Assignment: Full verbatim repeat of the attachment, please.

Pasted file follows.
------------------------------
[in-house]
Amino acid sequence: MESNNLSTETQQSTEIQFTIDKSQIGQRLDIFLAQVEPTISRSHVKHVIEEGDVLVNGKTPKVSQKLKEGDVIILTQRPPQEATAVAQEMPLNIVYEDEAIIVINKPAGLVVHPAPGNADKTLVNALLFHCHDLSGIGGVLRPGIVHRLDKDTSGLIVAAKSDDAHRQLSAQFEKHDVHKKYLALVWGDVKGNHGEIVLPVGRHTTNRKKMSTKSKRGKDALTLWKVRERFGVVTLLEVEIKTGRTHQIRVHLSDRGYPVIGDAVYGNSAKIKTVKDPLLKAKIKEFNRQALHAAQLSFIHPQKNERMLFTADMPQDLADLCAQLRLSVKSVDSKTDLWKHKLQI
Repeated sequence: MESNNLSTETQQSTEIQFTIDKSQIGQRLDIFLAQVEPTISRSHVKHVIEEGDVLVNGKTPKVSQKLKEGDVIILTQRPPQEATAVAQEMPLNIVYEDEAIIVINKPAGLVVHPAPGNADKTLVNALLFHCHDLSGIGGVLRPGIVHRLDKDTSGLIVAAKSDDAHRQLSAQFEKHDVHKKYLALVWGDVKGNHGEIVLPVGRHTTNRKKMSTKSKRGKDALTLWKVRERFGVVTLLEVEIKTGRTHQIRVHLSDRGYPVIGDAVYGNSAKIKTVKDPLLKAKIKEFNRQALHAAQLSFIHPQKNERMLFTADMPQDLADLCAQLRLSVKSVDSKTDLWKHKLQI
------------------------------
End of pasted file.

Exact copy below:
[in-house]
Amino acid sequence: MESNNLSTETQQSTEIQFTIDKSQIGQRLDIFLAQVEPTISRSHVKHVIEEGDVLVNGKTPKVSQKLKEGDVIILTQRPPQEATAVAQEMPLNIVYEDEAIIVINKPAGLVVHPAPGNADKTLVNALLFHCHDLSGIGGVLRPGIVHRLDKDTSGLIVAAKSDDAHRQLSAQFEKHDVHKKYLALVWGDVKGNHGEIVLPVGRHTTNRKKMSTKSKRGKDALTLWKVRERFGVVTLLEVEIKTGRTHQIRVHLSDRGYPVIGDAVYGNSAKIKTVKDPLLKAKIKEFNRQALHAAQLSFIHPQKNERMLFTADMPQDLADLCAQLRLSVKSVDSKTDLWKHKLQI
Repeated sequence: MESNNLSTETQQSTEIQFTIDKSQIGQRLDIFLAQVEPTISRSHVKHVIEEGDVLVNGKTPKVSQKLKEGDVIILTQRPPQEATAVAQEMPLNIVYEDEAIIVINKPAGLVVHPAPGNADKTLVNALLFHCHDLSGIGGVLRPGIVHRLDKDTSGLIVAAKSDDAHRQLSAQFEKHDVHKKYLALVWGDVKGNHGEIVLPVGRHTTNRKKMSTKSKRGKDALTLWKVRERFGVVTLLEVEIKTGRTHQIRVHLSDRGYPVIGDAVYGNSAKIKTVKDPLLKAKIKEFNRQALHAAQLSFIHPQKNERMLFTADMPQDLADLCAQLRLSVKSVDSKTDLWKHKLQI